Recap: Sony's surprise decision to increase the price of the PlayStation 5 outside of the US has raised questions about whether rival Microsoft will take the same action with its Xbox Series X/S machines. The good news is that the Redmond firm isn't planning on any price hikes---for the time being.

With the turbulent world economy and rising inflation pushing up manufacturing costs, Sony yesterday announced its intention to pass the extra expense onto consumers. The company is increasing PlayStation 5 prices by $20 to $80 across Europe, Africa, the Middle East, Latin America, and North America, though the United States is unaffected.

There has been speculation since the announcement that Microsoft could follow Sony's lead and hike the prices of its Xbox Series X/S consoles. It's a reasonable fear, but the tech giant told WindowsCentral it doesn't have any plans to make its machines more expensive, though it certainly didn't rule out any future increases.

"We are constantly evaluating our business to offer our fans great gaming options. Our Xbox Series S suggested retail price remains at $299 (£250, AU$499) the Xbox Series X is $499 (£450, AU$749)," said a Microsoft spokesperson.

The Xbox Series was the best-selling hardware platform in the US earlier this year, partly due to the PS5's availability issues. However, the ~16 million worldwide shipments lag behind its rival's ~22 million shipments---PlayStation has long been more popular than Xbox in most regions outside of the US.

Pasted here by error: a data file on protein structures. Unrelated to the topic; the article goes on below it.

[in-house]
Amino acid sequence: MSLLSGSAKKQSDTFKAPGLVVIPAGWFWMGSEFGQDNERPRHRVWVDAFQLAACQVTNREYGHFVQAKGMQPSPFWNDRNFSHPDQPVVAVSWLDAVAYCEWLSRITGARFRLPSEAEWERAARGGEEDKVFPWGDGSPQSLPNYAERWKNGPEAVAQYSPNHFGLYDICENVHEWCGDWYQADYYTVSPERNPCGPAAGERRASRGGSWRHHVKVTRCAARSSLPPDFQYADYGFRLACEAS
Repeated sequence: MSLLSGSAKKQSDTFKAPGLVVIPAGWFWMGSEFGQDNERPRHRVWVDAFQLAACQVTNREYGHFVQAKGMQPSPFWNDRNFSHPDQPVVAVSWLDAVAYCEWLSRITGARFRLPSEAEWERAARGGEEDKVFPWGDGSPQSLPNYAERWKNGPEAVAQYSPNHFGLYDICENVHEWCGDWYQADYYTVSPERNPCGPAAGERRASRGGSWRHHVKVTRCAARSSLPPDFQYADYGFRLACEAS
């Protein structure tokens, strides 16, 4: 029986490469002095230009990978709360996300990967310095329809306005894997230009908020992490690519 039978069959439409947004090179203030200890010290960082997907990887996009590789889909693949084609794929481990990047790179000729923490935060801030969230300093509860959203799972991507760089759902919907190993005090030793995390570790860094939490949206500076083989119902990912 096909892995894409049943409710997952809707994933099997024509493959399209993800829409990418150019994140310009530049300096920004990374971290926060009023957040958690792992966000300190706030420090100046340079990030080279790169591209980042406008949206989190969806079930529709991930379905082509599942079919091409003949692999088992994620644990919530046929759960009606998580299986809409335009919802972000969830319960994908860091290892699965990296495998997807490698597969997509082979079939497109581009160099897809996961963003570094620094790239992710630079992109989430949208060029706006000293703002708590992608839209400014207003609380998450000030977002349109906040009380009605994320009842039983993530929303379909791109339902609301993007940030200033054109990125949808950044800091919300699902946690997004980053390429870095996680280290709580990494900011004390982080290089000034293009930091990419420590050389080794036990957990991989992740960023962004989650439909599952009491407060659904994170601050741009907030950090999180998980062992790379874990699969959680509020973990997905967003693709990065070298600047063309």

The Xbox Series, like the PS5, uses Zen 2/RDNA 2-based hardware. Microsoft is undoubtedly facing the same manufacturing/logistics cost increases as Sony, but the company likely knows it can score points by refusing to raise its consoles' prices.

There's also consumer spending to consider. Inflation and the rising cost of living have made many think twice before splashing out on large, unnecessary purchases, so a more expensive Xbox Series could have a major impact on sales. This is especially true of the less-powerful Xbox Series S, which has been Microsoft's best-selling console in some key markets thanks to an MSRP that's $200 less than the XBSX.